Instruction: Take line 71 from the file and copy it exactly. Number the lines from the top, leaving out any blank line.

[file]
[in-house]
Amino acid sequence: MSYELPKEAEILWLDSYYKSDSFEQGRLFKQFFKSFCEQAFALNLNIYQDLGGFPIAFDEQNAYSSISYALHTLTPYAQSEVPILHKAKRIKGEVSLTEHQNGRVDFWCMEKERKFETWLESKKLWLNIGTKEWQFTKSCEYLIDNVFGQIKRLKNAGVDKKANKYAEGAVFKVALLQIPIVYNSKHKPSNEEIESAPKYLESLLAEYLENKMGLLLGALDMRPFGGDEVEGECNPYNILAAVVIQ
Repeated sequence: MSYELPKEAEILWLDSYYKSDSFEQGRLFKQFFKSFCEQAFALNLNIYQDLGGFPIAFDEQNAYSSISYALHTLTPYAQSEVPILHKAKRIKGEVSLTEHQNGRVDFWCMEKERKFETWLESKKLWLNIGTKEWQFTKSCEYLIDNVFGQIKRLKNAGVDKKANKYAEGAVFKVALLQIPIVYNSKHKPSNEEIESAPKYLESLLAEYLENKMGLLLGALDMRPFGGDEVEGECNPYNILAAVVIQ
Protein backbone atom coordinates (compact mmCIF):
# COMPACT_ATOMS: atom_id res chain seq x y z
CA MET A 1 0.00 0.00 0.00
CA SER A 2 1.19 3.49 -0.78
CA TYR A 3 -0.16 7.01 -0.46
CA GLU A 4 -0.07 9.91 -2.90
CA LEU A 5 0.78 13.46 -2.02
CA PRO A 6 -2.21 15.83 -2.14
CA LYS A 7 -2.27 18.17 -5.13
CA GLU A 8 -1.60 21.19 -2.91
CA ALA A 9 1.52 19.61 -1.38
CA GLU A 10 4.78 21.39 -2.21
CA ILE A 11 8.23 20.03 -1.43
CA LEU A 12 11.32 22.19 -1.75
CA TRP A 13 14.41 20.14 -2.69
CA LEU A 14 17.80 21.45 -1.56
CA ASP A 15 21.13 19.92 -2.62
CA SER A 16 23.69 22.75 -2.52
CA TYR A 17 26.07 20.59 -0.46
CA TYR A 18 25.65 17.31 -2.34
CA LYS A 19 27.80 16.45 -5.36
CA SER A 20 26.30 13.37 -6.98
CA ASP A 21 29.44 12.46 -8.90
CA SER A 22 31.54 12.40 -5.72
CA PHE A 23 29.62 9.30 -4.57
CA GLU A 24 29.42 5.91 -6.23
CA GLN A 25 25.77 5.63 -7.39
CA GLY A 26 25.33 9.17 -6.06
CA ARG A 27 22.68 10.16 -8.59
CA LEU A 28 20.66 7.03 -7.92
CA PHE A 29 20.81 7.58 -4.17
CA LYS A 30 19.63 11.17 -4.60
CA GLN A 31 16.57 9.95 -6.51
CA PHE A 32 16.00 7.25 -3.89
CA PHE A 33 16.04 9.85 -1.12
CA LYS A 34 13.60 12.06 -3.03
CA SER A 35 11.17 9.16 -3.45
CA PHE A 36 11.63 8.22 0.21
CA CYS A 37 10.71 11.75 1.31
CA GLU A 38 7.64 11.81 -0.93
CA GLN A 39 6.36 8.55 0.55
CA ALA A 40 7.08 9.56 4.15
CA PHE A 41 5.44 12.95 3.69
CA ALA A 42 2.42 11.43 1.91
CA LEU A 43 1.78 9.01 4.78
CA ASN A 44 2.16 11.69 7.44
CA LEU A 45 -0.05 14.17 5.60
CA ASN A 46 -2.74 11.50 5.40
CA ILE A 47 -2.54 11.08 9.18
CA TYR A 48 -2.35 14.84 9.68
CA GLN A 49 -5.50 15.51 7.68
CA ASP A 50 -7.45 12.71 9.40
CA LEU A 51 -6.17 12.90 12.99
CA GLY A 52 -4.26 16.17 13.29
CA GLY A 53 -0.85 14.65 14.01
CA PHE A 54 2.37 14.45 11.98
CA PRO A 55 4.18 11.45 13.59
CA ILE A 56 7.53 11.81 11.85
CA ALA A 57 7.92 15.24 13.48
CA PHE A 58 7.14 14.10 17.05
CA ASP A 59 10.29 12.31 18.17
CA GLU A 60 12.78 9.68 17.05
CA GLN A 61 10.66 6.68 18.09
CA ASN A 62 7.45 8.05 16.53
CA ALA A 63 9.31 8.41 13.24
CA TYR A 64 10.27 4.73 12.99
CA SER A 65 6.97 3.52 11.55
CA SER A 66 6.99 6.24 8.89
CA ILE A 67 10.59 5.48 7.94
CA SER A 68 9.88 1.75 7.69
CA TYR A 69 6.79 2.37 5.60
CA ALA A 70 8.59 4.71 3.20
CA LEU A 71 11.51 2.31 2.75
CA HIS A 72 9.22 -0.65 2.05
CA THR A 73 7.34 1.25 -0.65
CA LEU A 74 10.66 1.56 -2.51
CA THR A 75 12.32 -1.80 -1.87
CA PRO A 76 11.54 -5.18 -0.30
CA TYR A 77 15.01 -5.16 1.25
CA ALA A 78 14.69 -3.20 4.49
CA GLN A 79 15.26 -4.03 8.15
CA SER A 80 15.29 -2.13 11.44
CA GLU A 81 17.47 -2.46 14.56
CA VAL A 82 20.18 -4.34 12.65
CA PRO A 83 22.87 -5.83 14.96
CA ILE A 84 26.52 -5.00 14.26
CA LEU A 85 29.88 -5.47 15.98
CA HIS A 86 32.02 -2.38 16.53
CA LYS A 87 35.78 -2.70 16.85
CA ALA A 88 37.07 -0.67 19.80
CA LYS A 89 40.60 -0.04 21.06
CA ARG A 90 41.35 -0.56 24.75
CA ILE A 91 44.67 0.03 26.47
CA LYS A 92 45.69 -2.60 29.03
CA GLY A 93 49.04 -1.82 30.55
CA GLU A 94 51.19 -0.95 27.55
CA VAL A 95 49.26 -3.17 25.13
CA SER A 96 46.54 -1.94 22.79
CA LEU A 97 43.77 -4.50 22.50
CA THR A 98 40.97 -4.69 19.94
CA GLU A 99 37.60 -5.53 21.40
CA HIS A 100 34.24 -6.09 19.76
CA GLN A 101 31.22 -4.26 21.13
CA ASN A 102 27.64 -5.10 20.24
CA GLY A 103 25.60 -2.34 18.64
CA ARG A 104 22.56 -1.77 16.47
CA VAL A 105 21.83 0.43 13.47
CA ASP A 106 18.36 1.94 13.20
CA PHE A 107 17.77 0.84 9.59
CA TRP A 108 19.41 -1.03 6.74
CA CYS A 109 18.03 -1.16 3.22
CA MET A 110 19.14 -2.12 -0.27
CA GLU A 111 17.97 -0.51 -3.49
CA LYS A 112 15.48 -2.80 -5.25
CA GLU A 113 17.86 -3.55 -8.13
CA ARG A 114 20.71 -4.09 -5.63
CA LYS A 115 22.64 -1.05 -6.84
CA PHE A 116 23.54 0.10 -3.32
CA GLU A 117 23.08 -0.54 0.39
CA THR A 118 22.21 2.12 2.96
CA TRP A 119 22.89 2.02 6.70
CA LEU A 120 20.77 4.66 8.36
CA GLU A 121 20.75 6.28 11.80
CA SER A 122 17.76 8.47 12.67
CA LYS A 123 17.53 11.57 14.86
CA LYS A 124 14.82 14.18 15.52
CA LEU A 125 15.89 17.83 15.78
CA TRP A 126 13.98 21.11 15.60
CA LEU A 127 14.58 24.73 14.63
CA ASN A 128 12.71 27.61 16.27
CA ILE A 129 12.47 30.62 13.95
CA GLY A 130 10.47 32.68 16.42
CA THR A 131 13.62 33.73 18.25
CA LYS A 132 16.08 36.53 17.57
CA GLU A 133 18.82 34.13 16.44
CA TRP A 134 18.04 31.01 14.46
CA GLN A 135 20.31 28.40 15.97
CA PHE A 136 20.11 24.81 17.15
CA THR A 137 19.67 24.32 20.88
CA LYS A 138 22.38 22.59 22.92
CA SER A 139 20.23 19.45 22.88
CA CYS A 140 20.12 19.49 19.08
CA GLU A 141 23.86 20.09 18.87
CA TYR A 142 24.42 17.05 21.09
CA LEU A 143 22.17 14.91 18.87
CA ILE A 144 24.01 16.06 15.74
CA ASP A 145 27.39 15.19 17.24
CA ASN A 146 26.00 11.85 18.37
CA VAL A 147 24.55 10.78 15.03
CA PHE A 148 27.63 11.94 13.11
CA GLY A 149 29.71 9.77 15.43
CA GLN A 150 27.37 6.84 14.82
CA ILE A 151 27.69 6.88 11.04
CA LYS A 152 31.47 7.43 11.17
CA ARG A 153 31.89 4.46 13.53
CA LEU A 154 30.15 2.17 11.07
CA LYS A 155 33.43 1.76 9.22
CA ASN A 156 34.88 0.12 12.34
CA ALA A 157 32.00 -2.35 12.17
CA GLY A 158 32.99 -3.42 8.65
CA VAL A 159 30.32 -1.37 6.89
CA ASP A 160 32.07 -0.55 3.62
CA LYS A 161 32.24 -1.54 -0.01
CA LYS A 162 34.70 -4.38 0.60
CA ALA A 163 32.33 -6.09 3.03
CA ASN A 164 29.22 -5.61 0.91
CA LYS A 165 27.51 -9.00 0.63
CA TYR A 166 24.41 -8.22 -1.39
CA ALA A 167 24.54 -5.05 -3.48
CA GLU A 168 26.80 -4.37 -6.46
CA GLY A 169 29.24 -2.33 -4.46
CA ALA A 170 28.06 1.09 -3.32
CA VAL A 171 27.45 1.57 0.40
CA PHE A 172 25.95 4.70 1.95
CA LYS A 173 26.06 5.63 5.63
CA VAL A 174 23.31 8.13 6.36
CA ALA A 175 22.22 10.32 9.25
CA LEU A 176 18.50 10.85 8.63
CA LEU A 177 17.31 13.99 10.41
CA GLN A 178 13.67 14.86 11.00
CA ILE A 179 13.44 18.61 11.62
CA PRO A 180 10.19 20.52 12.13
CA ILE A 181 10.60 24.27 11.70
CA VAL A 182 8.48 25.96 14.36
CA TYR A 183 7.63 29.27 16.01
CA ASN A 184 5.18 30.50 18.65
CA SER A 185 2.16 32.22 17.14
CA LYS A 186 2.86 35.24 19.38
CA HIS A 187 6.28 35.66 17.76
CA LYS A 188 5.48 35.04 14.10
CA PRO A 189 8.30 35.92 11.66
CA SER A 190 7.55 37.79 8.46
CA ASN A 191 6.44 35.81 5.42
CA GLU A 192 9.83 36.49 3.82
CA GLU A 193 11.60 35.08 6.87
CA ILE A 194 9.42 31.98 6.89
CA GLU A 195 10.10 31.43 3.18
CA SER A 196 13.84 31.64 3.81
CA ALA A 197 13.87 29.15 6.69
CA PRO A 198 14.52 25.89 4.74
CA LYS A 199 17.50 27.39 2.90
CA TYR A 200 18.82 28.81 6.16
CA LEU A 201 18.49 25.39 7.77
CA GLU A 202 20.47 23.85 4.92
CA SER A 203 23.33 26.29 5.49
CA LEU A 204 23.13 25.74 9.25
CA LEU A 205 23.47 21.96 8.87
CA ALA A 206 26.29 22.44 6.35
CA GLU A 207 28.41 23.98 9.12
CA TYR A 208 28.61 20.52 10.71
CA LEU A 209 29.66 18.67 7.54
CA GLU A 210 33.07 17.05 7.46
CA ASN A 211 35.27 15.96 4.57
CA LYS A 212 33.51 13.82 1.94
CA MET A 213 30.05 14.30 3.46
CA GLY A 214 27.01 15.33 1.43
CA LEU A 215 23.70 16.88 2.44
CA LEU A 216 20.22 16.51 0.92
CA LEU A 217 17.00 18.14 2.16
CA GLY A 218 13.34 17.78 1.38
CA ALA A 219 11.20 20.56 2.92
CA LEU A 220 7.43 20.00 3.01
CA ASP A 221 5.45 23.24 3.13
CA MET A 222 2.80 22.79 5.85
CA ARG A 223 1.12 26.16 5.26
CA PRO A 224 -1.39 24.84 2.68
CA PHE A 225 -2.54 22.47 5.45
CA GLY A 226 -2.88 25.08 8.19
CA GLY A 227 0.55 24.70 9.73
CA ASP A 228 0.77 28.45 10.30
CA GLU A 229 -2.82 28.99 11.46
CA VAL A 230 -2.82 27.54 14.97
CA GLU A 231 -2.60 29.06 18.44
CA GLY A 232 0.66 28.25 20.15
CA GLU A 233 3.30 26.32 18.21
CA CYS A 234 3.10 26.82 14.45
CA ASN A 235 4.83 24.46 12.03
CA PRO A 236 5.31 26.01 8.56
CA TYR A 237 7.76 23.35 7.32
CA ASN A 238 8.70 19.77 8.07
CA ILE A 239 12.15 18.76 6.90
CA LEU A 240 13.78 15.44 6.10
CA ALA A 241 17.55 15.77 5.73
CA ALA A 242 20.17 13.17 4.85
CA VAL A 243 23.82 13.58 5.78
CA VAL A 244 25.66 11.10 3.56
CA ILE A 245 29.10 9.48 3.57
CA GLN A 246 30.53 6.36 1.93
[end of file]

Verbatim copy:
CA SER A 66 6.99 6.24 8.89